Invert points of a polygon or list of polygons in a hyperbolic line (which is a line or a circle).

PolygonInvert[p_Polygon] := 
   Map[Inversion[HyperbolicLine[#], p] &, 
       Partition[Join[p[[1]], {p[[1, 1]]}], 2, 1]]
PolygonInvert[p_List] := Flatten[Map[PolygonInvert[#] &, p]]

Join the points of a hyperbolic polygon with straight or hyperbolic lines.

LineRule = Polygon[x_] :> Line[Join[x, {x[[1]]}]];
HyperbolicLineRule = 
   Polygon[x_] :> 
      Map[HyperbolicLine, Partition[Join[x, {x[[1]]}], 2, 1]];

The function CentralPolygon finds the initial polygon to begin the iterations. The first point of the polygon (with p sides) is in the first quadrant at angle π/p with respect to the horizontal. Each vertex is surrounded by q such polygons. The polygon may be rotated counter-clockwise through ϕ radians by using the optional third argument.

CentralPolygon[p_Integer, q_Integer, ϕ_: 0] := 
   With[{r = (Cot[π/p] Cot[π/q] - 1)/Sqrt[Cot[π/p]^2 Cot[π/q]^2 - 1],
        θ = π Range[1, 2 p - 1, 2]/p}, 
        r Map[{{Cos[ϕ], -Sin[ϕ]}, {Sin[ϕ], Cos[ϕ]}}.# &,
             Transpose[{Cos[θ], Sin[θ]}]]]

Delete duplicate polygons, allowing a tolerance.

PolygonUnion[p_Polygon, tol_: 10.^-10] := p
PolygonUnion[p_List, tol_: 10.^-10] := 
   With[{q = p /. Polygon[x_] :> N[Polygon[Round[x, 10.^-10]]]}, 

HyperbolicTessellation tiles polygons with p sides, q of them meeting at each vertex, nesting down to level k. The entire tessellation is rotated counter-clockwise by ϕ radians.

HyperbolicTessellation[p_Integer, q_Integer, ϕ_, k_Integer, t_: 10.^-10] := 
   Map[PolygonUnion[#, t] &, 
       NestList[PolygonInvert, Polygon[CentralPolygon[p,q,ϕ]],k][[{-2, -1}]]] /; k > 0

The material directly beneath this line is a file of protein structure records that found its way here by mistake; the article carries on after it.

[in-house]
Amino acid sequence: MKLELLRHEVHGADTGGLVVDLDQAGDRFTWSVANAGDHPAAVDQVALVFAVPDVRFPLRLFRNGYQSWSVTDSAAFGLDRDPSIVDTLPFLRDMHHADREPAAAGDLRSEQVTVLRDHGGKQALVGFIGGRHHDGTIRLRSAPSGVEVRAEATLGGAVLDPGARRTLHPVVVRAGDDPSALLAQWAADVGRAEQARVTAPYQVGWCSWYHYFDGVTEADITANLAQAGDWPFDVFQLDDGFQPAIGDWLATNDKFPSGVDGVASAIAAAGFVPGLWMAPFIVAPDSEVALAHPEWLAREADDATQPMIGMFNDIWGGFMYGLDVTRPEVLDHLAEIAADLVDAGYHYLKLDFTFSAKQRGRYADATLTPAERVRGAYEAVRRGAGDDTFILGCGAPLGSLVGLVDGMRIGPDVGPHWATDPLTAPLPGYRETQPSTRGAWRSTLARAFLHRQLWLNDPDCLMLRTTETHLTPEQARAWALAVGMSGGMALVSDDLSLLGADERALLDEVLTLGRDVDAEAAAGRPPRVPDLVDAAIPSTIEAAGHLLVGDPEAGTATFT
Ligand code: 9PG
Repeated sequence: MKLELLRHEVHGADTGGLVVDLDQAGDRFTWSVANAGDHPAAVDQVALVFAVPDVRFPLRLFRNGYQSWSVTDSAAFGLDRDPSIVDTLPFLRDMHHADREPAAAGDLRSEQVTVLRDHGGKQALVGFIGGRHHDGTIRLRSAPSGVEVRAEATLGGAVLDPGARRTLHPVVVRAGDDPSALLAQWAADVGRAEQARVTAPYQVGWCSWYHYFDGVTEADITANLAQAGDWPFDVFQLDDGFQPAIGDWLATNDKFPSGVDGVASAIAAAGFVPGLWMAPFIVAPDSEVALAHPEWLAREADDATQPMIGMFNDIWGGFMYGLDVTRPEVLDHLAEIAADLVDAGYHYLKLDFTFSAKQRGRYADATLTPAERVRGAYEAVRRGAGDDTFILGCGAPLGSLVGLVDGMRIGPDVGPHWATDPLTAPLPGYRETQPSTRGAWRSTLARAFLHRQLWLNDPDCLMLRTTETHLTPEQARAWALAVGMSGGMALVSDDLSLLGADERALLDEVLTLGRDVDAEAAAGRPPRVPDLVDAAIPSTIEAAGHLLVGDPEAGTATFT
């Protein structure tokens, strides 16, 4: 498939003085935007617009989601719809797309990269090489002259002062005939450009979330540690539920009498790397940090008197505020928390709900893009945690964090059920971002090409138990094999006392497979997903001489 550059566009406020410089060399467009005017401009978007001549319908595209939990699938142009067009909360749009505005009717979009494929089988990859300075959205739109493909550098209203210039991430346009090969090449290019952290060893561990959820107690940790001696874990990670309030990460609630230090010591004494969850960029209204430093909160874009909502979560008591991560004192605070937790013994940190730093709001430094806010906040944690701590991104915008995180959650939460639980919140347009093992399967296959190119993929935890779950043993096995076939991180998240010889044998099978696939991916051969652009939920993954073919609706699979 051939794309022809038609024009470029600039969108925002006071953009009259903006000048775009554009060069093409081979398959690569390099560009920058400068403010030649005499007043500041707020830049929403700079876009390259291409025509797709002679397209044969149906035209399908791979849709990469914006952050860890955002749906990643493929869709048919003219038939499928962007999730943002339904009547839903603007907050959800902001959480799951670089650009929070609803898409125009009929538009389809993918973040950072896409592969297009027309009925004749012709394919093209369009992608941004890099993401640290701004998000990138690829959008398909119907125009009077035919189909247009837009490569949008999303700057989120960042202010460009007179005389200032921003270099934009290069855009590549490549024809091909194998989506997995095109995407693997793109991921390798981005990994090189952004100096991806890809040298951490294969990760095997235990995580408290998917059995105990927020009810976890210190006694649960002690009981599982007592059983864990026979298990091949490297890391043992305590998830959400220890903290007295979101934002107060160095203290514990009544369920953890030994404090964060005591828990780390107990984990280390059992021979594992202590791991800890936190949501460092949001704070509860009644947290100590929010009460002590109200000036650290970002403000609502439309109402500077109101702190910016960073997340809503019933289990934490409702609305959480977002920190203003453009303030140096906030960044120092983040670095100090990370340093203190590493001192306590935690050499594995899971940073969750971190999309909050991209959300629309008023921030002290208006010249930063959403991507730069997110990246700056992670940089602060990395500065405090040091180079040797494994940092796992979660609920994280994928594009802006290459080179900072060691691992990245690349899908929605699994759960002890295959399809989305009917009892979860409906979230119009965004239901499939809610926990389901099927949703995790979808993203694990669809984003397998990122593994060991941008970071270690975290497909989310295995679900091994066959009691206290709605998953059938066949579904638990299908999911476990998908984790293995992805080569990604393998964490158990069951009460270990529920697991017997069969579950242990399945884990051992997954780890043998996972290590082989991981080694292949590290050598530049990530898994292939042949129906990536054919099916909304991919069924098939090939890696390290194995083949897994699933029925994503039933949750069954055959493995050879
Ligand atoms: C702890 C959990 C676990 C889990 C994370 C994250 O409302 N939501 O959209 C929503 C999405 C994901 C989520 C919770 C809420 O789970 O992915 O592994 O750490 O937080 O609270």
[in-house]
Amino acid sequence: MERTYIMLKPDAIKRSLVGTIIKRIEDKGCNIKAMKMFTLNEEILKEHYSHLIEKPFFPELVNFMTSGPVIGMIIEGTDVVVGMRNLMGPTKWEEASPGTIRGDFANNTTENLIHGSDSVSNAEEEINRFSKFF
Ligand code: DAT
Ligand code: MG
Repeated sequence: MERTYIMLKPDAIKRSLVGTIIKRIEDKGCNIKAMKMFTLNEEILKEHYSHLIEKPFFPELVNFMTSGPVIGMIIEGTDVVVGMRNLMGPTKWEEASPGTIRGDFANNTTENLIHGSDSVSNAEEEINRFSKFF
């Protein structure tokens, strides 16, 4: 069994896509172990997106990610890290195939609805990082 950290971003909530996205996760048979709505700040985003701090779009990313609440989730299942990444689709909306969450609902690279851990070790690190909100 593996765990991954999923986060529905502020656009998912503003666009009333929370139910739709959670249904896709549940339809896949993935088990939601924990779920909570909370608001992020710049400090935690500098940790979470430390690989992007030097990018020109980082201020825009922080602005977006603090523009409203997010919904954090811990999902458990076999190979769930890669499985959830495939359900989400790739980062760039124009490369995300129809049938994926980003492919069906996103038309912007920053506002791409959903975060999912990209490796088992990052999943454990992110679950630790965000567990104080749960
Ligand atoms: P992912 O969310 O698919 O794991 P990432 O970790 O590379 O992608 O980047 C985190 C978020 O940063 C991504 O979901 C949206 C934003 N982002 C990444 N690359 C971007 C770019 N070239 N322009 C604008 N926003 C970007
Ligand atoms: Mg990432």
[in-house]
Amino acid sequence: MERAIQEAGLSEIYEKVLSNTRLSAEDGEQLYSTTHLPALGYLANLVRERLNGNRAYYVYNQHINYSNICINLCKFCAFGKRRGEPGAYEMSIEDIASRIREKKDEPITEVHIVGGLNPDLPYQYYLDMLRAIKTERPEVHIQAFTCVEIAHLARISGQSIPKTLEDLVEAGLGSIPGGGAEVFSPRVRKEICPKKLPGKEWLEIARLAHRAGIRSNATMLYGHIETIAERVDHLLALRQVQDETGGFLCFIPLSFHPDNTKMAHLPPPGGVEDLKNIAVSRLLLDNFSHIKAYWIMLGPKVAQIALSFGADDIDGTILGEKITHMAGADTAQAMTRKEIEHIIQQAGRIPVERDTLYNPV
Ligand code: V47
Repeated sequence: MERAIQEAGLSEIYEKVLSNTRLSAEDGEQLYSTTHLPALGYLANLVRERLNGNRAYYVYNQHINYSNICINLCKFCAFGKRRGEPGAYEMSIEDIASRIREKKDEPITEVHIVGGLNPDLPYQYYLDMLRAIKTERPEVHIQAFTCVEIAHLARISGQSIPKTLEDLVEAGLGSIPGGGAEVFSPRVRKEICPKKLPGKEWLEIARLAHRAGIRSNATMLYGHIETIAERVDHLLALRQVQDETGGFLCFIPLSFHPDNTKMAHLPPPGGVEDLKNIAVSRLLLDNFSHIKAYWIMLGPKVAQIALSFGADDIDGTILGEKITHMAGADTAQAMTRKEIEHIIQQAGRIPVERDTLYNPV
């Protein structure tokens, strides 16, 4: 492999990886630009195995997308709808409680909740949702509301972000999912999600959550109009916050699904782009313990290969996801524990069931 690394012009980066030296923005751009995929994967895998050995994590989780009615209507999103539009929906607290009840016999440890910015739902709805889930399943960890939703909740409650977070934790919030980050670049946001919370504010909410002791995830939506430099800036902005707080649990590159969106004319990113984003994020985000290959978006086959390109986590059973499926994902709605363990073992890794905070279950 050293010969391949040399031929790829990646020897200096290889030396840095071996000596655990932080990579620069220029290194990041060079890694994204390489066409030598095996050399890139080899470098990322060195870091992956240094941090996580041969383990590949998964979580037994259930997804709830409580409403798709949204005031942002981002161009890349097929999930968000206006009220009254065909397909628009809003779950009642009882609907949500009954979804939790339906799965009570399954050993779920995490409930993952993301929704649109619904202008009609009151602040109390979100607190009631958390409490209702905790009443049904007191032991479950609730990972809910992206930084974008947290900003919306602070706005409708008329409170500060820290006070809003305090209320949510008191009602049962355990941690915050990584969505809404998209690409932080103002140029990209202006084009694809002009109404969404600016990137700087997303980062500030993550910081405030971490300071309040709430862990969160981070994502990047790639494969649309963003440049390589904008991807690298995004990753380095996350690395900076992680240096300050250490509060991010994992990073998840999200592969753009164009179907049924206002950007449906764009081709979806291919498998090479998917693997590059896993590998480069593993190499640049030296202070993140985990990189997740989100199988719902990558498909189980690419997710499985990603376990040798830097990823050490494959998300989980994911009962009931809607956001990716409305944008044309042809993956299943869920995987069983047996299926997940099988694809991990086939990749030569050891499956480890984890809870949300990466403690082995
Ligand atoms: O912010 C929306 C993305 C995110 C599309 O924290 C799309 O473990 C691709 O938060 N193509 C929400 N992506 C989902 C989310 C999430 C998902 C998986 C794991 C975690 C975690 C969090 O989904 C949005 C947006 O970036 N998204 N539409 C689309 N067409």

HyperbolicTessellation[p_Integer, q_Integer, ϕ_, k_Integer, t_: 10.^-10] := 
   Polygon[CentralPolygon[p, q, ϕ]] /; k == 0

And finally,

HyperbolicTessellationGraphics[p_Integer, q_Integer, ϕ_, k_Integer,
      rule_RuleDelayed, opts___] := 
   Graphics[{Circle[{0, 0}, 1], 
      HyperbolicTessellation[p, q, ϕ, k, 10.^-10] /. rule}, opts]

For example,

HyperbolicTessellationGraphics[7, 3, 0., 3, HyperbolicLineRule, PlotLabel -> "{7,3}"]

Heptagons, 3 at each vertex

Graphics[{EdgeForm[{Thin, Black}], 
   Flatten[HyperbolicTessellation[5,4,0.,4]] /. Polygon[x_] :>
      {ColorData["DarkRainbow", Norm[Mean[x]]], Polygon[x]}}]

Pentagons, 4 at each vertex

Block[{poly = Flatten[HyperbolicTessellation[7, 3, 0., 4]]}, 
   Graphics[{EdgeForm[{Thin, Black}], 
      poly /. Polygon[x_] :> Polygon[x, VertexColors -> 
       Map[ColorData["SouthwestColors", Norm[#]^1.2 + RandomReal[{0.,0.3}]]&,x]]}]]

7,3 vertex colouring

And an example of truncation of a heptagon tiling, left as an exercise...

7,3 truncated

  • 4
    $\begingroup$ This would make for a very nice Demonstration (as in demonstrations.wolfram.com). $\endgroup$ Commented Nov 9, 2014 at 16:14
  • $\begingroup$ It is a beautiful solution! Is it possible to have non-regular tilings? Like the second figure of OP? $\endgroup$
    – Shamina
    Commented Jan 28, 2022 at 13:48